The Genealogy Adam and Eve – Part Four

Q. It is on human evolution that your contribution to the discussion is useful in a number of ways. But you seem to be saying that evolution applies to “humans” outside of the Garden of Eden, but not to those in there, not to Adam and Eve about whom you use the phrase creation de novo. I suspect that your scientific colleagues who are not Christians would call this special pleading. How would you respond to this review?

A. My colleagues, to their credit, have been largely positive, even enthusiastic. They don’t usually call it special pleading. The reason is that the scientific argument I am making is unassailable. The science is solid, and I haven’t distorted or exaggerated the scientific case. The quality of our scientific argument matters to secular scientists, ultimately, much more than our specific conclusions.

Ironically perhaps, the main arguments against a de novo creation of Adam and Eve are driven by Christians, not by lay scientists, based on theology and exegesis. I talk about it in my book. Ultimately, the de novo the creation of Adam and Eve closely resembles the virginal conception of Jesus.

Do we trust the scriptures? What does he teach? Science is simply no longer the source of the challenge on this point.

This is also an important finding, as it challenges the reasoning of just about everyone in the conversation. The Intelligent Design community explains its lack of progress in the scientific community due to an impenetrable anti-supernatural bias. But even several atheist scientists have approved or given positive reviews of my book.

Many creationists reject evolution because it conflicts with de novo creation. They can still reject evolution, but that is no longer a good reason to do so. Evolution and de novo the creation of Adam and Eve can be true at the same time. Again, oddly enough, most of the objections to de novo creation seem to come from Christians, not lay scientists.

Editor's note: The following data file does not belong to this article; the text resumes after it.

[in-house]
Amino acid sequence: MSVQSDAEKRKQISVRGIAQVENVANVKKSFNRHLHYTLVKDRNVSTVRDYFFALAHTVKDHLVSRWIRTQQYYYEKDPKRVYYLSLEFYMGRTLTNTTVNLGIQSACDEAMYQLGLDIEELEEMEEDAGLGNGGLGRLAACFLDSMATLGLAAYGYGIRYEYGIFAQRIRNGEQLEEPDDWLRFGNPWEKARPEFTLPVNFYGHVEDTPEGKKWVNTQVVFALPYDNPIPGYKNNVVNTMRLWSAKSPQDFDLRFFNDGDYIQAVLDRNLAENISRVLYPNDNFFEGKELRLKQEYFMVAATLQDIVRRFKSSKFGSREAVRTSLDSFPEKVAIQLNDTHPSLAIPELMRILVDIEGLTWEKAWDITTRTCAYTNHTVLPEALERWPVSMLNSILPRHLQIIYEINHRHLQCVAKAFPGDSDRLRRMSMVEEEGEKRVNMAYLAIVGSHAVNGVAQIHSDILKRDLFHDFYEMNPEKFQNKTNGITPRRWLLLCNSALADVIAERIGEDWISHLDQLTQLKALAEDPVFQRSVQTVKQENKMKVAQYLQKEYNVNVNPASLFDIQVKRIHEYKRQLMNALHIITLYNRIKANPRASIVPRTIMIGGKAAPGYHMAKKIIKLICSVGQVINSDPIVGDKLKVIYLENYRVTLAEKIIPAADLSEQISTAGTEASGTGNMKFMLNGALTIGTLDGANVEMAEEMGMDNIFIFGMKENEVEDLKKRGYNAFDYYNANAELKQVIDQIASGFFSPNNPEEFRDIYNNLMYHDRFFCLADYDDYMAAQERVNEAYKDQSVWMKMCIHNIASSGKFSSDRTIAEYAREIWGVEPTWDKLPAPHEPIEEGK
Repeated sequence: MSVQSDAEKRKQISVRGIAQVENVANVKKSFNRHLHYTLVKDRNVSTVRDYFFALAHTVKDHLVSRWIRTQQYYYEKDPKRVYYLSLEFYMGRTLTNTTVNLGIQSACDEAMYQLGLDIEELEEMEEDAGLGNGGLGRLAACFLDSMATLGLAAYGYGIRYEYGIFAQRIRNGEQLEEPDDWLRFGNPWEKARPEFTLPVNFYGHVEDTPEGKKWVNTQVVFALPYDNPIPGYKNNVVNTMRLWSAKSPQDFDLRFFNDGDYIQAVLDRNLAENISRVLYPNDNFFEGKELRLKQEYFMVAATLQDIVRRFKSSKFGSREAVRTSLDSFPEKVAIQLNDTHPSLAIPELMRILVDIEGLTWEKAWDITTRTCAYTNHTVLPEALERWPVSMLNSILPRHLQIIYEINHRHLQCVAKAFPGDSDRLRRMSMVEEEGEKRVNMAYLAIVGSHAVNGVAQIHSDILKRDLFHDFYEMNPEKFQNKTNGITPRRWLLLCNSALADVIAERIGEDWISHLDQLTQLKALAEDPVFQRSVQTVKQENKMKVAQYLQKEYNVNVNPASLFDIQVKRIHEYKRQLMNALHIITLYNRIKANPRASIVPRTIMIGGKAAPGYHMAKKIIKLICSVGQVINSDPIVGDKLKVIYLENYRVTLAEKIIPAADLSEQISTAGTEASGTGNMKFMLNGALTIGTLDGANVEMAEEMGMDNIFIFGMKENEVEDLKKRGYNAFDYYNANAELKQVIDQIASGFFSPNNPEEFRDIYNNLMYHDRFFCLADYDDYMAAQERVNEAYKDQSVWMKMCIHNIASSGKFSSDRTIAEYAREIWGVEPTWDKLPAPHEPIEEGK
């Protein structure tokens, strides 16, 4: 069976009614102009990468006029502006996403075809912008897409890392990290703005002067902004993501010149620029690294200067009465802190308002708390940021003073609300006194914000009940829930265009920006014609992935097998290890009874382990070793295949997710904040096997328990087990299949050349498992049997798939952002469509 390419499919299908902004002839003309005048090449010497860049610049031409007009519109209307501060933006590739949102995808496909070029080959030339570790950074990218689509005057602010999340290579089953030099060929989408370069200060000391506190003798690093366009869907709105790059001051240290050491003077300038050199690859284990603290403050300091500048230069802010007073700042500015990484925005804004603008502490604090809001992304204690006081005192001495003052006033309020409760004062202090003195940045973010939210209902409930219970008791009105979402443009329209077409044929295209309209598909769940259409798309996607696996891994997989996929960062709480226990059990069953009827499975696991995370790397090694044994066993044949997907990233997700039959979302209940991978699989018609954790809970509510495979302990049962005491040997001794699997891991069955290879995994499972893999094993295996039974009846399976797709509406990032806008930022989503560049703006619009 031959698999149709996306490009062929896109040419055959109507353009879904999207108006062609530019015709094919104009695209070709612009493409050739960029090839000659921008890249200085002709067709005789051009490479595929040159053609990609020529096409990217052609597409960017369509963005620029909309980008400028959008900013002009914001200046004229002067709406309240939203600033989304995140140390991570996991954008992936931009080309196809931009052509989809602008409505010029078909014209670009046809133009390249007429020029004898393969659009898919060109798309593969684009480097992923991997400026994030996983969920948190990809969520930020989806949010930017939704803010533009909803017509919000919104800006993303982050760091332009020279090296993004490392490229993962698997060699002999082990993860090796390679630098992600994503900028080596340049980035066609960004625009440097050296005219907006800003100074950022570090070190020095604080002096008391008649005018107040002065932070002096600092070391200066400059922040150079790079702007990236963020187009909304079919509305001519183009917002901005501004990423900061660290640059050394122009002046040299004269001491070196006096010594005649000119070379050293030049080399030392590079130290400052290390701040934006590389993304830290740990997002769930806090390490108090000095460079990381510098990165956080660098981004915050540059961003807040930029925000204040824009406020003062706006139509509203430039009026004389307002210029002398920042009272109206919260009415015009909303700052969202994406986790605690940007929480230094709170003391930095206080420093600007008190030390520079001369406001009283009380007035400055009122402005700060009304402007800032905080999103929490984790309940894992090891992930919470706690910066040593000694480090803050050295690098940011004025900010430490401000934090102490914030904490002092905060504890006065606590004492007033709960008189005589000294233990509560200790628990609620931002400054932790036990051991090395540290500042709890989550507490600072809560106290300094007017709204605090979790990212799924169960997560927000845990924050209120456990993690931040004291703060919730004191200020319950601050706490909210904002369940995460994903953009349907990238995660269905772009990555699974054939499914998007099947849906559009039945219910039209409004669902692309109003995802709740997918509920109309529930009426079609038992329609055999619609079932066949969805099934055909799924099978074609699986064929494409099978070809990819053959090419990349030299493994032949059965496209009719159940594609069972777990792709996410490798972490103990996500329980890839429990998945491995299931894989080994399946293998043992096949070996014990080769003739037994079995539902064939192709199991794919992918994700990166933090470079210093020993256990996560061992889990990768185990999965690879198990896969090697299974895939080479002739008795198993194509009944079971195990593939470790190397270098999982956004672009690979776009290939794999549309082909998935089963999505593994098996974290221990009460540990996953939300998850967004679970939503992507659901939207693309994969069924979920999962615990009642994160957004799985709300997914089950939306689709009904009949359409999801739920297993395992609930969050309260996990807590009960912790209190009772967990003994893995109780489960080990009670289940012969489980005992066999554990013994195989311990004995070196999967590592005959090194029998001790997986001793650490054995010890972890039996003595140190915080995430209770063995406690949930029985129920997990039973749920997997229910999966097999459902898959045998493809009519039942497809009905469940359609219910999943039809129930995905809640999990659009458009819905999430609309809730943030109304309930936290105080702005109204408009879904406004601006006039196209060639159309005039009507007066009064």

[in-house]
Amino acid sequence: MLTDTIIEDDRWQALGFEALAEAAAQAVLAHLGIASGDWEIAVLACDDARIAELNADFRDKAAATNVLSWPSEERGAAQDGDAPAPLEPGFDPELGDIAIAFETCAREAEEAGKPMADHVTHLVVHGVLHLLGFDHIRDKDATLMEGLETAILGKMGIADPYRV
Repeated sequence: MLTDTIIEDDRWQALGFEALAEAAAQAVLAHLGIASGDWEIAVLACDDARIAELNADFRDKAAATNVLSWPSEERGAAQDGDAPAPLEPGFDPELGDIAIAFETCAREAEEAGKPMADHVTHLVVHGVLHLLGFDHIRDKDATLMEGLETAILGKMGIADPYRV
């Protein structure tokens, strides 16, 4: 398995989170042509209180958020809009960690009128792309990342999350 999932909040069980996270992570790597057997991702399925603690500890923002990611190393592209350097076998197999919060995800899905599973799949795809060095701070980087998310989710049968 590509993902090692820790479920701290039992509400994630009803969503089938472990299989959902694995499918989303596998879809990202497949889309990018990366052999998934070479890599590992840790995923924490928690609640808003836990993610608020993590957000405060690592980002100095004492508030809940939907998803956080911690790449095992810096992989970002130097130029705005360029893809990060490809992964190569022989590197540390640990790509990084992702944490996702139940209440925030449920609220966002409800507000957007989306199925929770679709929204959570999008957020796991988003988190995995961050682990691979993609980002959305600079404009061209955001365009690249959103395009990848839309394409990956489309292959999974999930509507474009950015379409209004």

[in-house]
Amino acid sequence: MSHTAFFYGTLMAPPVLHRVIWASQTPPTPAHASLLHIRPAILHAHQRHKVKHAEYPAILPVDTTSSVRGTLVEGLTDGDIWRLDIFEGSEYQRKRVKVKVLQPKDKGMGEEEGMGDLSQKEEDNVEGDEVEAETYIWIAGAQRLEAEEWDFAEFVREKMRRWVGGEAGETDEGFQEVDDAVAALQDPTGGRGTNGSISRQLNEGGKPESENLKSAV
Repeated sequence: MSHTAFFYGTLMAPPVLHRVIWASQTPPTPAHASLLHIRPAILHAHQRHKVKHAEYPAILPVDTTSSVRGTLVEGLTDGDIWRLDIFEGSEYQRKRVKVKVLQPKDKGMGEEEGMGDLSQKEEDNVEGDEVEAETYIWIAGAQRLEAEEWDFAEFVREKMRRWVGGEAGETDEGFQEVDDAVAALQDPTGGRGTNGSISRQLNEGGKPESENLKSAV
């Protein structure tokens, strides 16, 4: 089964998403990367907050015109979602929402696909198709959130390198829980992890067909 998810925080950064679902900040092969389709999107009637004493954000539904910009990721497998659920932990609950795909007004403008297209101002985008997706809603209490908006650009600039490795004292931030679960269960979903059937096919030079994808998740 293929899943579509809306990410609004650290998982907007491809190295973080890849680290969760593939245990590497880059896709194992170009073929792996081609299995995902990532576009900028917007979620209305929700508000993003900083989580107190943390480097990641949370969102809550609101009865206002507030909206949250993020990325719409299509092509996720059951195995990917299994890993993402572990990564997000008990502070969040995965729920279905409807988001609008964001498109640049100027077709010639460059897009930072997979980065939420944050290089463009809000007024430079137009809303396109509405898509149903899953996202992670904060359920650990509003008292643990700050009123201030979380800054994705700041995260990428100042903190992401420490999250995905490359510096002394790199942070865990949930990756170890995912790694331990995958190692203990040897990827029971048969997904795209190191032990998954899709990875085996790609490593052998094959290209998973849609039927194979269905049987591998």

For example, William Lane Craig claims in his book that the special creation of Adam and Eve is not scientifically plausible, so it is obviously a myth. We can be sure that this is an invalid argument. Science doesn’t tell us that de novo creation is not plausible. There is an argument to maintain that Scripture does not require us to assert the de novo creation of Adam and Eve. Corn of novo creation was the traditional reading of Genesis, in that this is how almost everyone has read Genesis for most of history. For this reason, de novo creation enjoys the advantages of being the “default” position. So it can’t be ad hoc, nor a special plea. This is exactly how most Christians read Genesis, and it does not conflict with the science of evolution. So why exactly would we reject it? What drives us from the traditional position? I am puzzled, I have not yet found a good answer to this question. Maybe by rejecting de novo creation is only one of these historical “bad turning points”?

I know the exegesis which suppresses creation de novo. These can be faithful readings of scripture, and many faithful Christians understand scripture this way now. But historically, it seems the only reason these alternative readings arose was a deep misunderstanding of what evolutionary science demanded.

Knowing what we know now, why do we need these new readings? Why not just stick with the traditional view? I have yet to hear a serious or coherent answer to these questions.

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